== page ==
The invention relates to a torsion bar having an effective additional length. The effective additional length permits the torsion bar to produce a greater torsion bar moment without exceeding the design stress. The torsion bar includes a length extender portion disposed between a pair of radially extending lifting portions. In the preferred embodiment, the length extender portion is formed by bending a center portion of the rod into a shape. The shape will depend on the space available to accept the extender portion. In this way the effective length of the torsion bar is increased by the length of the extender portion thereby providing the desired “pop opening” force, “holding” force and moment to support the trunk lid in the “hold open” position.
Reference is made to the attached drawing of the present invention wherein reference numerals and description refer to like parts throughout the several views and in which:
FIG. 1 is a perspective view of a vehicle and vehicle trunk lid with a torsion bar in accordance with the invention supporting the trunk lid;
FIG. 2 is a side view of the trunk lid and hinge mechanism;
FIG. 3 is a top view of the torsion bar and the hinge mechanism in position in a vehicle in accordance with the invention; and
FIG. 4 is a partial perspective view of a hinge assembly in accordance with the invention.
A novel torsion bar 10 for opening a trunk lid 12 for a luggage compartment 14 of a vehicle 16 is shown in FIG. 1. The trunk lid 12 is movably supported by hinges 18 as shown in FIGS. 2 and 4. As shown in FIG. 4, each hinge 18 includes a hinge arm 20 which slides through an aperture 22.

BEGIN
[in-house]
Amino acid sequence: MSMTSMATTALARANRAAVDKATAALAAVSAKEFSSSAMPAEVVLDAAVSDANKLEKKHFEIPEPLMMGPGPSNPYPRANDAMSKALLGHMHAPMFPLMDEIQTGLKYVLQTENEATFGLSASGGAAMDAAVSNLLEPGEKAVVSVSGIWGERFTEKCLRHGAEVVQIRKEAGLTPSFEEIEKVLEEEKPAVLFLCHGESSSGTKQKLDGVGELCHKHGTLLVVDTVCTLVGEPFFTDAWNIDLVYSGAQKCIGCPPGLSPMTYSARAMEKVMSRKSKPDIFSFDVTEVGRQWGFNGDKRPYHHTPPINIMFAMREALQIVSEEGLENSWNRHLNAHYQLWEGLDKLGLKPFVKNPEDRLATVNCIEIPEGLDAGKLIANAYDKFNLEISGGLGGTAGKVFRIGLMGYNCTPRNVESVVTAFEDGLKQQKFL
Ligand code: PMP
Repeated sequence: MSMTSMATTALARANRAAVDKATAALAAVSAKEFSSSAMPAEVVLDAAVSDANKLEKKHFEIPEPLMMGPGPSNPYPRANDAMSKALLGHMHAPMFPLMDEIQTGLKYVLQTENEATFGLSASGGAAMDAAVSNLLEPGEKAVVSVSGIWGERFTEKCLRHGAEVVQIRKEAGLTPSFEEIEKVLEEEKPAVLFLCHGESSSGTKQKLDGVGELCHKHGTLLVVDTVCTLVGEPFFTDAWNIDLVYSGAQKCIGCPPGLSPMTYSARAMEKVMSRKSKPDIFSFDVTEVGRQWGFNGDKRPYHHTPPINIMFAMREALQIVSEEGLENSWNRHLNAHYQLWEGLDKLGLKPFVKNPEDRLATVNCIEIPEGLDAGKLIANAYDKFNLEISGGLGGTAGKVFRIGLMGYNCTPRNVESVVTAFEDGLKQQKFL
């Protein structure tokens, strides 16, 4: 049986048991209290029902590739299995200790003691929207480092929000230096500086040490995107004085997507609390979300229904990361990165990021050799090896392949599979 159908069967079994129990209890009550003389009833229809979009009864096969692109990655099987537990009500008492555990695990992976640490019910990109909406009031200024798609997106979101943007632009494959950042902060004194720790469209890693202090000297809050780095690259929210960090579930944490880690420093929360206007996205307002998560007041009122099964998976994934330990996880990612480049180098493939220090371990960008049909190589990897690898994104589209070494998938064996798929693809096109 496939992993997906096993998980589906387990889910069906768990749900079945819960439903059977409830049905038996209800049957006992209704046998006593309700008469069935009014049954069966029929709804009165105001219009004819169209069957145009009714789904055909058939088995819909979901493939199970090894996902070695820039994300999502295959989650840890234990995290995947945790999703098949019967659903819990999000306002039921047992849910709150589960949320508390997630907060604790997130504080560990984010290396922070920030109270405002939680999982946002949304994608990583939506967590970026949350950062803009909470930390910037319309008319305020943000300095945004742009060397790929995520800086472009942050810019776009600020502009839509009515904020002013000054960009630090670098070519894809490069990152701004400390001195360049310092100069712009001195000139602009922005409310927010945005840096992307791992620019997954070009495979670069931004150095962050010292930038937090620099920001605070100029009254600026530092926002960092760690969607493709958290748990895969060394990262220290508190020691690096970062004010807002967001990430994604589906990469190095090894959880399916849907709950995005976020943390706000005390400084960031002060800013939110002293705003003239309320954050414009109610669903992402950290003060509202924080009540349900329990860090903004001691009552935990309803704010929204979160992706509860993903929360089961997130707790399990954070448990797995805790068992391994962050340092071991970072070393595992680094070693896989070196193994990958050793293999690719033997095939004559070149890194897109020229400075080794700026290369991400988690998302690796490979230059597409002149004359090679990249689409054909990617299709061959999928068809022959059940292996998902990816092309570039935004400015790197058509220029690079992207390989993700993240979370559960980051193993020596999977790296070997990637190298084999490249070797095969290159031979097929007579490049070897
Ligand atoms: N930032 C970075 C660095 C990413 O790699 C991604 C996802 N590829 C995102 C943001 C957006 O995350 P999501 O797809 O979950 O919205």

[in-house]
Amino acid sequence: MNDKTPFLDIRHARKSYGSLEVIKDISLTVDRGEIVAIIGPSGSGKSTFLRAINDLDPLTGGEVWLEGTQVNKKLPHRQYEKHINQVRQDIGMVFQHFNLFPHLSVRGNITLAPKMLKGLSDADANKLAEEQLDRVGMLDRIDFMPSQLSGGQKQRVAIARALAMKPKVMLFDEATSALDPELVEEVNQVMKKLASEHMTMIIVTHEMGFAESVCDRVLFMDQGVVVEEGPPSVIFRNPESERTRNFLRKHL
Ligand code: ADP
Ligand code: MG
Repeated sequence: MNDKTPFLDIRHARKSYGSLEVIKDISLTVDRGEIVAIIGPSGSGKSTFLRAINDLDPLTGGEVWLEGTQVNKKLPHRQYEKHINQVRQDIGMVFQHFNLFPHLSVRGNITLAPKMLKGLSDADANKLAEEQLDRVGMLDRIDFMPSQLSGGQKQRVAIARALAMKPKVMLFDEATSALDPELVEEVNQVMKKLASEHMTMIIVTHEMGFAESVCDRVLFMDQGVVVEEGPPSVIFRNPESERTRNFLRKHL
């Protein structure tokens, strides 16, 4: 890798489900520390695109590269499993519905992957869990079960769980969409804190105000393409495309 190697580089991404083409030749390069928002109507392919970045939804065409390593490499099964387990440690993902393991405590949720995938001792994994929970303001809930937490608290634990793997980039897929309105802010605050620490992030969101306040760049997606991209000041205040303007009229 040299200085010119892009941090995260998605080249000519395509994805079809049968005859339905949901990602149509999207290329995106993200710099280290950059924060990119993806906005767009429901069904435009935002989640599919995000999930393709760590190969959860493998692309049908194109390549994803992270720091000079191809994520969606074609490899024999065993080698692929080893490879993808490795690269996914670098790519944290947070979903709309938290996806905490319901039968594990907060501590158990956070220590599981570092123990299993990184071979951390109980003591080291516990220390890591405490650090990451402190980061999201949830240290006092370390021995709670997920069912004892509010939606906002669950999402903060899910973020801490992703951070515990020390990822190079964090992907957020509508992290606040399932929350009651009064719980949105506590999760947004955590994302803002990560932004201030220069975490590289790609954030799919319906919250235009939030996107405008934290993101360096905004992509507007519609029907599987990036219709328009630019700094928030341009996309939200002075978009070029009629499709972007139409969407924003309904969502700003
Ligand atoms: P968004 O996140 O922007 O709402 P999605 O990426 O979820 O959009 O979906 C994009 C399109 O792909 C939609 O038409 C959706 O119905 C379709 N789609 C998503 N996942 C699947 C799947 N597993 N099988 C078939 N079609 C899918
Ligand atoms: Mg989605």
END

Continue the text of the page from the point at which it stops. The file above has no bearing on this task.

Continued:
As shown in FIG. 2, the trunk lid 12 moves with the hinge arm 20 in a hinge support 24 between a closed position “A” and an open position “B”. The hinge support 24 is mounted within the luggage compartment 14. A pin 28 holds the hinge arm 20 from sliding through the aperture 22 in the hinge support 24. A link 26 extends between the hinge arm 20 and a lifting portion of the torsion bar 10. One end of the link 26 is attached by a pin 32 to the hinge arm 20. The other end of the link 26 has a notch 34 to accept the lifting portion 30 of torsion bar 10. As discussed below, the link 26 twists the torsion bar 10 as the trunk lid is closed (FIG. 2).
As shown in FIG. 3, the torsion bar 10 is mounted to extend transversely across the vehicle beneath a rear deck 36. The torsion bar 10 is roughly formed in a single piece of ASTM 8227 or SAE 9254 or similar material. The torsion bar 10 has an extender portion 38 centrally disposed between a pair of rod portions 40 and the lifting portions 30. Each lifting portion 30 is adjacent an end of the torsion bar 10 and displaced angularly approximately 60° from the center portion which extends along a horizontal plane when installed. In the preferred embodiment, the torsion bar is bent into shape from a single rod. However, the torsion bar could be formed by welding one or more segments together.
As shown in FIG. 3, each lifting portion 30 is formed by bending into a generally U-shape. A transverse portion 42 engaging the link 26 and extends between a pair of radially extending arms 44 for engaging the link 26 to assist in raising the trunk lid 12. The rod portions 40 extend between the lifting portions 30 and the extender portion 38. The rod portions 40 may be bowed or curved to accommodate the placement of rear speakers 46 in the rear deck 36 as shown in FIG. 3.
The torsion bar 10 is bent approximately 180° at an inner end of each of the rod portions to the extender portion 38. The extender portion 38 extends on a horizontal plane along a longitudinal axis which is parallel with a longitudinal axis of a vehicle. In the preferred embodiment, the extender portion has a center portion 50 extending along the longitudinal axis between a pair of transverse portions 48 which extend in opposite directions along an axis which extends transversely across the vehicle. The center portion 50 and transverse portions 48 are formed as in an inverted U-shape with the openings adjacent each other.